'To All the Boys' Sequel Is Finally 'Officially Official' at Netflix

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Lara Jean and Peter Kavinsky, reunited once again!

Weeks after news that the anticipated sequel to Netflix's hit rom-com, To All the Boys I've Loved Before, was in the works, the streamer made it official on Wednesday, officially ordering the follow-up movie via an adorable video announcement featuring breakout stars Lana Condor and Noah Centineo.

The sequel, likely based on Jenny Han's second book in the best-selling trilogy, P.S. I Still Love You, will be penned by screenwriter Sofia Alvarez, who wrote the first film. It is unclear if director Susan Johnson will be returning to the director's chair. No release date has been set.

In the cute video, Condor is lying on the bed in a Lara Jean-esque bedroom, putting together her Christmas list for her To All the Boys crew. When it came time to figure out what to get Centineo for the holidays, he Facetimed her right on cue.

"One more thing, I get to tell the fans about our little secret," Condor teased. After Centineo gave her the go-ahead, she spilled the beans on the not-so-surprising news of the To All the Boys sequel. "I am so excited! It is officially official. We are making the To All the Boys sequel!"

"Bring on the sequel! We are so excited!" Centineo excitedly exclaimed. But he gets interrupted by another call Condor receives... from none other than the nameless guy playing John Ambrose McClaren, who, book fans know is the last puzzle piece to the love triangle with Lara Jean and Peter in P.S. I Still Love You.

"Hey! What? You're gonna make the perfect John Ambrose!," Condor teases, likely confirming that the actor who played the character in the first movie, Jordan Burtchett, won't be returning. Watch the video announcement below.

Johnson told ET in August that the sequel would likely follow the events laid out in the second book, P.S. I Still Love You, and possibly borrow from the third, Always and Forever, Lara Jean. "It’s pretty fluid. The script isn’t written, but I’m anxious to have them say yes so we can get going on it really quickly because you don’t want to rush it," Johnson said. "But at the same time, you don’t want them to be 30 years old playing 17."

Johnson hinted that the happy ending Lara Jean and Peter got at the end of the movie will be short-lived and will likely explore the complications that will come for the new couple's contract-less relationship as they get closer to thinking about life post-high school.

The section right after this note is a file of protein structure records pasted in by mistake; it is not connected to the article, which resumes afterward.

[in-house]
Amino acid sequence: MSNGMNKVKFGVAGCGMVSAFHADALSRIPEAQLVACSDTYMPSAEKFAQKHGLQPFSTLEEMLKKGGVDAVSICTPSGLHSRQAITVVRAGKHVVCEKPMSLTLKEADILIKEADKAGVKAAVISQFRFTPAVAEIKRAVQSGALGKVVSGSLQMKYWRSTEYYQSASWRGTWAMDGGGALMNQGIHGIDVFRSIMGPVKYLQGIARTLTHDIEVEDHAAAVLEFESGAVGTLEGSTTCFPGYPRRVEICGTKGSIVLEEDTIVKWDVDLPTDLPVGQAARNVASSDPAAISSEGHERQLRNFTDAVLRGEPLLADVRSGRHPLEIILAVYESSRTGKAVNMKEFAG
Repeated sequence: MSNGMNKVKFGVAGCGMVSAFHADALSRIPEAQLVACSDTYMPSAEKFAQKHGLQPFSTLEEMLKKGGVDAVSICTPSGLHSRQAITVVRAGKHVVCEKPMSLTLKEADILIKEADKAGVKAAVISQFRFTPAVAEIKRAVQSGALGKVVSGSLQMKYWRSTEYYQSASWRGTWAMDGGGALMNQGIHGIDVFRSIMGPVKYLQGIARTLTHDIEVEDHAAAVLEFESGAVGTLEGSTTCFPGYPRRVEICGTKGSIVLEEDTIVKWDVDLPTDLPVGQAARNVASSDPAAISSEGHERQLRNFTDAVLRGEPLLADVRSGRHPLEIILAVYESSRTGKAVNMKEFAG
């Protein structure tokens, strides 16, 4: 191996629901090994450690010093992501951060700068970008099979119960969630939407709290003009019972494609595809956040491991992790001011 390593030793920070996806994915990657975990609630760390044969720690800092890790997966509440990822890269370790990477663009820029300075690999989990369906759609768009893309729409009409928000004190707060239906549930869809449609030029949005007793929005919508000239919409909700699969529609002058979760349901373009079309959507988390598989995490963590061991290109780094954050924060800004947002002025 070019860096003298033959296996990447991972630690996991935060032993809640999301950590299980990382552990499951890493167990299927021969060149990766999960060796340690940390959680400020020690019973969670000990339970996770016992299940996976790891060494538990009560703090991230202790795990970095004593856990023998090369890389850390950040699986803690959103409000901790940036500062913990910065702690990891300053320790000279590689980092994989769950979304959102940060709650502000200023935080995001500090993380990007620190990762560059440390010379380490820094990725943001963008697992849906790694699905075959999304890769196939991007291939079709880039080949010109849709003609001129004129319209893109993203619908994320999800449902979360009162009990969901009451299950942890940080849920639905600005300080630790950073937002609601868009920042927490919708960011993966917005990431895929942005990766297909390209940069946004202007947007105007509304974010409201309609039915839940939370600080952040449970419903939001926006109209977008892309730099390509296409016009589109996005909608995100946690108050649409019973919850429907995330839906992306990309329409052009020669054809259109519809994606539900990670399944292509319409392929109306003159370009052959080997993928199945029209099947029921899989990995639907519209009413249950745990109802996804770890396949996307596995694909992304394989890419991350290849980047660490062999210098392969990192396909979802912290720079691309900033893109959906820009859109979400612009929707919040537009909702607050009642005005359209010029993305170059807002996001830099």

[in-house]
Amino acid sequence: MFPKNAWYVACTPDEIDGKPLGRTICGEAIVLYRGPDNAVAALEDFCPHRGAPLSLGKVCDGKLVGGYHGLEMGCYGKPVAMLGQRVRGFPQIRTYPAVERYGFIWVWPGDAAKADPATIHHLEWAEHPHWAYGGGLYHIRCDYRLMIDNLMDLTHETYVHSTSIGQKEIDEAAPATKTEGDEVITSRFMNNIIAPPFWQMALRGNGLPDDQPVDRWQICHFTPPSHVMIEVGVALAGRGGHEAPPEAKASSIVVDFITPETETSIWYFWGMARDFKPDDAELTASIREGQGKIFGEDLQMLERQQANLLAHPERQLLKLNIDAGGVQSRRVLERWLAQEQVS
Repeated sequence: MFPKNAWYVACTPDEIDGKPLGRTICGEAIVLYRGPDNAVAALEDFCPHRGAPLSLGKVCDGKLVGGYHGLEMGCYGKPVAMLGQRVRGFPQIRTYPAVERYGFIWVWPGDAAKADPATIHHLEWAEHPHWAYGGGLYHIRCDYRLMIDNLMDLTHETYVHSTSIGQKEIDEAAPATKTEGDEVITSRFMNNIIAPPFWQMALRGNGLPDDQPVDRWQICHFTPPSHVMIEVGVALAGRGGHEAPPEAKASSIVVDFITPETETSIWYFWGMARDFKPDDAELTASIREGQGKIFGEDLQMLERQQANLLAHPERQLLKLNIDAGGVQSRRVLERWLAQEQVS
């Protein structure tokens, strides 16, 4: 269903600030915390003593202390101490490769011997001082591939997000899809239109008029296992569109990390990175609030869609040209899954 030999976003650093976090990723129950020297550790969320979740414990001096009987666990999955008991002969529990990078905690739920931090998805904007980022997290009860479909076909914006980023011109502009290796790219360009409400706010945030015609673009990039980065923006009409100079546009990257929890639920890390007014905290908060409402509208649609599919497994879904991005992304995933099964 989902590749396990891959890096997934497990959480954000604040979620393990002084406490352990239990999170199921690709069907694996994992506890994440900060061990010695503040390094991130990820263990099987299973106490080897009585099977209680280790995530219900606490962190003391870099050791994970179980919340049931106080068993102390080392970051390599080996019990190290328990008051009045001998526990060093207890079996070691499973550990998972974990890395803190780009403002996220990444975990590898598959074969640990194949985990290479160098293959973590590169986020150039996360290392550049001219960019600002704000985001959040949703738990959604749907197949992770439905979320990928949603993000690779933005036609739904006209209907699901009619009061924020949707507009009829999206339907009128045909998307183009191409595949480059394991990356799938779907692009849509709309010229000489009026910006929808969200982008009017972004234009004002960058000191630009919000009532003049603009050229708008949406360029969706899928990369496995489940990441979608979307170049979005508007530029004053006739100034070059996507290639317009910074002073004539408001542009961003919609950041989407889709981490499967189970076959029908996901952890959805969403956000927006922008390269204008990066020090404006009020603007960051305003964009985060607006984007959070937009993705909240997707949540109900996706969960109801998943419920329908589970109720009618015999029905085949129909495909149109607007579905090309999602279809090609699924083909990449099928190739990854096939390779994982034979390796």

"The struggle of what that means and not having a contract and trust -- all those issues that they talk about on the field at the very last scene," she said. "Relationships are hard to navigate and they’ll find themselves in one. And they’ll discover what the next person might bring in John Ambrose McClaren. We’re so invested in Peter and Lara Jean that seeing them go through struggles is going to be hard, but also something everybody can relate to. The next shiny face comes in and you’re like, Oh shoot, this guy’s really nice too. What do I do?."

Condor and Centineo also weighed in on where they would like to see Lara Jean and Peter's story go, with Condor admitting that she'd be "heartbroken" if the couple goes through major challenges in their relationship.

“As a fan of Lara Jean and Peter, I’m heartbroken, but we’re not saying that they don’t inevitably end up together," Condor told ET in August. "Of course, they’re going to go through struggles as every couple does. But it’s totally going to suck because I’m a huge fan of Lara Jean and Peter -- and I say protect them at all costs!"

"But, it's going to be interesting going through that and I think my feelings are going to be very genuine if and when we shoot the struggles between Lara Jean and Peter," she added, "because I don’t want them to struggle. So the hurt that I will feel will honestly be so genuine because I want them to be together forever."

Centineo echoed Condor's sentiments, saying Lara Jean and Peter going through the ups and downs is very true to life.

"I feel like that's very true and real in relationships. You get together and it's really fresh and new and wonderful, and then you start to realize the inner mechanics of living with a person or being with someone on a day-to-day basis or a weekly basis and the struggles that come with that are sick," Centineo added. "And I would like to see that come with Peter K. too.”

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